January 19, 1981 12:00 PM

In the old days women did not dare cross the threshold of William Anderson and Sons on Edinburgh’s elegant George Street. “They would have been intruding on a man’s world,” explains William Kinloch Anderson, 73, the fourth of five generations in the 113-year-old family firm that “by appointment” is kiltmaker to the British royal family. Times change. When Anderson was succeeded by his son Douglas six years ago, the business was catering predominantly to women. “It was a case,” the senior Anderson cheerfully notes, “of the tail wagging the dog.” Now that tartans are making a comeback—Ralph Lauren and Chanel are among the top designers featuring them—female customers outnumber men 20 to 1.

But the firm, which began calling itself Kinloch Anderson in 1974 to distinguish it from all the other Andersons in business in Scotland, pointedly calls the women’s spin-off a “kilted skirt.” The difference is not just semantic. A man’s kilt can use up to nine yards of wool and weigh four pounds, has more pleats and is hand-sewn. A woman’s kilted skirt, with two and a half yards of cloth, weighs barely a pound and is machine-made.

Paul McCartney, Princess Grace, Olivia Newton-John and Sammy Davis Jr. are recent Anderson customers. None is so demanding as was the late King George VI, however, who had fittings in the 1930s in a mirrored room at Buckingham Palace so he could spin around to see that each pleat fell into place.

“The trouble with kilts,” complains Douglas Anderson, 41, who wore his first at 3, “is that they last too long.” He’s still wearing the one he got at age 16. At 21, Douglas graduated from the University of St. Andrews in Fife with an honors degree in economics and decided to go to work for his father. He was the second of three children. The heir apparent, his older brother Eric, chose a career in education instead and is headmaster at Eton.

Father promptly sent Douglas to Chicago for some behind-the-counter experience at Marshall Field, where he sold neckties alongside an old-timer who once waited on Al Capone. “The four months I spent there gave me a good feel for the American market,” says Douglas, who followed up with a two-month cross-country Greyhound tour.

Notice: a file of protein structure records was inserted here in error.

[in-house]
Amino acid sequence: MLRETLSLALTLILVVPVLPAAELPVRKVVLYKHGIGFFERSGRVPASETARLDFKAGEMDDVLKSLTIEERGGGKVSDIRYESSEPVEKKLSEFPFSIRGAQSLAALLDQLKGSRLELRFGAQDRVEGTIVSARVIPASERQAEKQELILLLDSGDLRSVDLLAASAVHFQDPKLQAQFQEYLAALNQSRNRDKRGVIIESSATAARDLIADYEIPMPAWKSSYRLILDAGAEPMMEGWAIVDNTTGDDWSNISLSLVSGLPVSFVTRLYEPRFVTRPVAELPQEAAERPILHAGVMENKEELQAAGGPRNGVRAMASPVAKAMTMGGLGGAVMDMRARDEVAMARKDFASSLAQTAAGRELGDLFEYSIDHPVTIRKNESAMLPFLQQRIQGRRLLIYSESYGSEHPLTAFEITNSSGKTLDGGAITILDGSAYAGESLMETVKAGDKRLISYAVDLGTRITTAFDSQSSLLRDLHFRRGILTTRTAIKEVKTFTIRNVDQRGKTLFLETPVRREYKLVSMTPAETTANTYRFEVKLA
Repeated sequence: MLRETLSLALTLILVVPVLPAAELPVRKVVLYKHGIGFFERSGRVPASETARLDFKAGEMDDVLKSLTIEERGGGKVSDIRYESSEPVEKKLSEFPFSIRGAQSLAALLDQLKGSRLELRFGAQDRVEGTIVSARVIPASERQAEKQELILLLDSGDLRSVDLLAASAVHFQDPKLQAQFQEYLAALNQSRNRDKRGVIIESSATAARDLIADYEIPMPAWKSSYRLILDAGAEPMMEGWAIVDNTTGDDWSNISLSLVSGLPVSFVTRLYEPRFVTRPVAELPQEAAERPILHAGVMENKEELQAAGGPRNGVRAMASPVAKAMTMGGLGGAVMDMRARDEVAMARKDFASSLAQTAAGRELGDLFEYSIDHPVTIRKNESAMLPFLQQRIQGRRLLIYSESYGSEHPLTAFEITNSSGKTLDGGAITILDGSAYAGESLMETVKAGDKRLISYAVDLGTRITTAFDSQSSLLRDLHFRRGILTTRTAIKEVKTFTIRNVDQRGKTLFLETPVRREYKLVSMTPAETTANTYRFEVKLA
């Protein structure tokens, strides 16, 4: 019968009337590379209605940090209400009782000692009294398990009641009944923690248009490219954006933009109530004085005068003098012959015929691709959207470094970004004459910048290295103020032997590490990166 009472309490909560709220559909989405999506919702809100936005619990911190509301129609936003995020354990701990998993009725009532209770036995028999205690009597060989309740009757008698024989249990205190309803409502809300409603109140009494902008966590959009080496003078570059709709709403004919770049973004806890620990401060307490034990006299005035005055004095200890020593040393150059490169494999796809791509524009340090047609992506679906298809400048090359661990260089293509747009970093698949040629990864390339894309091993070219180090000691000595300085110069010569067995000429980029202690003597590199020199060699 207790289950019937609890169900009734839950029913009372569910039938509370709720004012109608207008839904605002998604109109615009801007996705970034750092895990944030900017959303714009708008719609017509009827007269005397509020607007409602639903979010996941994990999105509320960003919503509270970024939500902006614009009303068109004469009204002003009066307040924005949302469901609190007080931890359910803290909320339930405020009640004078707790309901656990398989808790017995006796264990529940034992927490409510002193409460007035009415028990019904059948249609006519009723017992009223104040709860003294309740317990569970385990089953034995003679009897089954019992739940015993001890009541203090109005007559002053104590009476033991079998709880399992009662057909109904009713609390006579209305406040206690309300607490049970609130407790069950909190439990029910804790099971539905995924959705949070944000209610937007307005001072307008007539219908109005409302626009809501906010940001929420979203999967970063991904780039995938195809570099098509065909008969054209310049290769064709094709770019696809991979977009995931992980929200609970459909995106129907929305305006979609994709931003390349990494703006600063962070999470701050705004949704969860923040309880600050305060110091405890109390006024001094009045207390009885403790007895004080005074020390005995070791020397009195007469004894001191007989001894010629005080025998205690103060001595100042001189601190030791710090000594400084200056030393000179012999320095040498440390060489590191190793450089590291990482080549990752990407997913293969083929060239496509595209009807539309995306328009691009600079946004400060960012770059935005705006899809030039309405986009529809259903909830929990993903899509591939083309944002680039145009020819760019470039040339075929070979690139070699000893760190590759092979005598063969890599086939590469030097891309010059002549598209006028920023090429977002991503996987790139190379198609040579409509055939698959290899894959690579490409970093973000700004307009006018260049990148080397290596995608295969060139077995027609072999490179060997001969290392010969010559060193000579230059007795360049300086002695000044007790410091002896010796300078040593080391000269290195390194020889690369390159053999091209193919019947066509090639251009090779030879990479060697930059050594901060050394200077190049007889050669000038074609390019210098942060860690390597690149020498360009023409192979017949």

When he joined the firm in 1963, its output was 50 kilted skirts a week, compared to 1,500 turned out now by 200 workers in four factories. The company moved from George Street last October and is now headquartered in a 15th-century Edinburgh house that once was the home of John Knox, the founder of Presbyterianism. Only a fraction of Kinloch Anderson’s sales are local. Exports account for 80 percent of the firm’s $5 million annual gross. The biggest buyers are the Germans and Italians, but U.S. department stores like Lord & Taylor in New York and Salz’s in Washington also do a brisk business in Anderson kilts, scarves and woolens.

Douglas, who shares a six-bedroom stone house with his wife, Deirdre, and their three children, wears only suits to the office. He reserves the kilt for formal dinner parties and avoids “parading around in a kilt as a gimmick.” He explains, “It’s our national dress, and I respect it.”

The age-old question remains: What does a Scotsman wear under his kilt? “There was a tradition in the military in the 11th century that you wore no underwear,” Anderson replies. “Some regiments used to put a mirror on the ground so the sergeant-major could make sure the men weren’t wearing any. But nowadays,” the royal kiltmaker advises, “if you’re going Highland dancing in the evening, you’d wear dark briefs.” If only to avoid the draft.

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